After scrubbing, you need several pieces of cloth to wipe off the surface. Any cloth will work but for optimal cleaning, we recommend microfiber cloth. Microfiber is highly moisture-absorbing and doesn’t leave fabric shreds behind.
4. Vinyl protectant
Last but not least, once the cleaning procedure is done, you need a vinyl protectant to prevent mold and mildew from coming back. One of the best protectants is the 303 Marine UV Protectant Spray. The product has a matte finish and is non-toxic. You can use it on vinyl, plastic, fiberglass, rubber, and even leather. Besides keeping the mold away, it will block UV, slow down the aging process, and prevent cracks.
Steps to Clean Mildew From Boat Seats
Now that you have all the right products, follow these steps to clean mildew from boat seats. Remember to put on rubber gloves or other safety gear as needed to protect yourself from mold spores and acidity in vinegar. They can irritate sensitive skin.
1. Clean the surface
If you choose to use mold removers, proceed as below:
- Start by spraying a decent amount of mold remover onto the seats. Don’t forget the folds and gaps; mold tends to stick to those areas.
- Wait for at least five minutes. If the stains don’t seem to dissolve, let the remover sit a bit longer.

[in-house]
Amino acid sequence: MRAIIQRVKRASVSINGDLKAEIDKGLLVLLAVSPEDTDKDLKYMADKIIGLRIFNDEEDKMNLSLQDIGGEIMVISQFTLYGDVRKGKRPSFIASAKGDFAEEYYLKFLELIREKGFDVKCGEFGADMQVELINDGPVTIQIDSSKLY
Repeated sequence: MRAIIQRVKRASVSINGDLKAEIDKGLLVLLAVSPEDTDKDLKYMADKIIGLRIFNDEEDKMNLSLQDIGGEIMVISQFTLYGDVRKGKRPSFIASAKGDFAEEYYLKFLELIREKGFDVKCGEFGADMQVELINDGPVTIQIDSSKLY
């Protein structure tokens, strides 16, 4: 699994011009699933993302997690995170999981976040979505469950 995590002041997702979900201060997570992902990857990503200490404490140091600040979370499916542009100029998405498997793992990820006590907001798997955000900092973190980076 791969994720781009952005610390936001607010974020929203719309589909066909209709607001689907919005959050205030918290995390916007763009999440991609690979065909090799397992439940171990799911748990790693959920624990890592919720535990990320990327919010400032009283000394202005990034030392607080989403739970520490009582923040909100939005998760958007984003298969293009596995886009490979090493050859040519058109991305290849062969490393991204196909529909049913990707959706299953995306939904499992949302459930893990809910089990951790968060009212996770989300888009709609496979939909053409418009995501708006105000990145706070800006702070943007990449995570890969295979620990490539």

- Gently scrub using a soft bristle brush. This shouldn’t take long as the removers already broke down the mildew layer.
- Wipe the surface with a microfiber cloth using circular motions to clean all residues. You can follow the product instructions to get the best results.
White vinegar is an excellent replacement for mold removers. I figure removing mold from boat seats using white vinegar right after I spot it is extremely effective.
However, it is not a product specifically designed for cleaning; it won’t be able to remove mildew that has formed for a while. Follow these steps to remove mold on boat seats using white vinegar:
- Make a mixture by adding one part of white vinegar to nine parts of water. Swirl well and pour the mixture into a spray bottle.
- Spray the mixture evenly onto the moldy areas.
- It might take longer for vinegar to dissolve mildew; you should wait at least ten minutes.
- With a soft toothbrush, gently scrub the chair surface. Feel free to spray more vinegar as you go.
- Wipe the mold off using a paper towel.
- Dip a microfiber cloth into vinegar, then apply it until the surface is saturated and wait for around fifteen minutes. This will kill the mold from its root.
- Finally, rinse off the chair with a damp cloth and let it dry.
2. Repeat if necessary
Heavy mildew buildup won’t come off the first time you clean, so repeat the procedure. Spray cleaner, let it settle, scrub, and wipe away the remains. For tougher and more stubborn stains, the above steps may not be enough though. If you’ve done the process three or four times and a patch of mildew won’t go away, it’s time to pull out the magic erasers.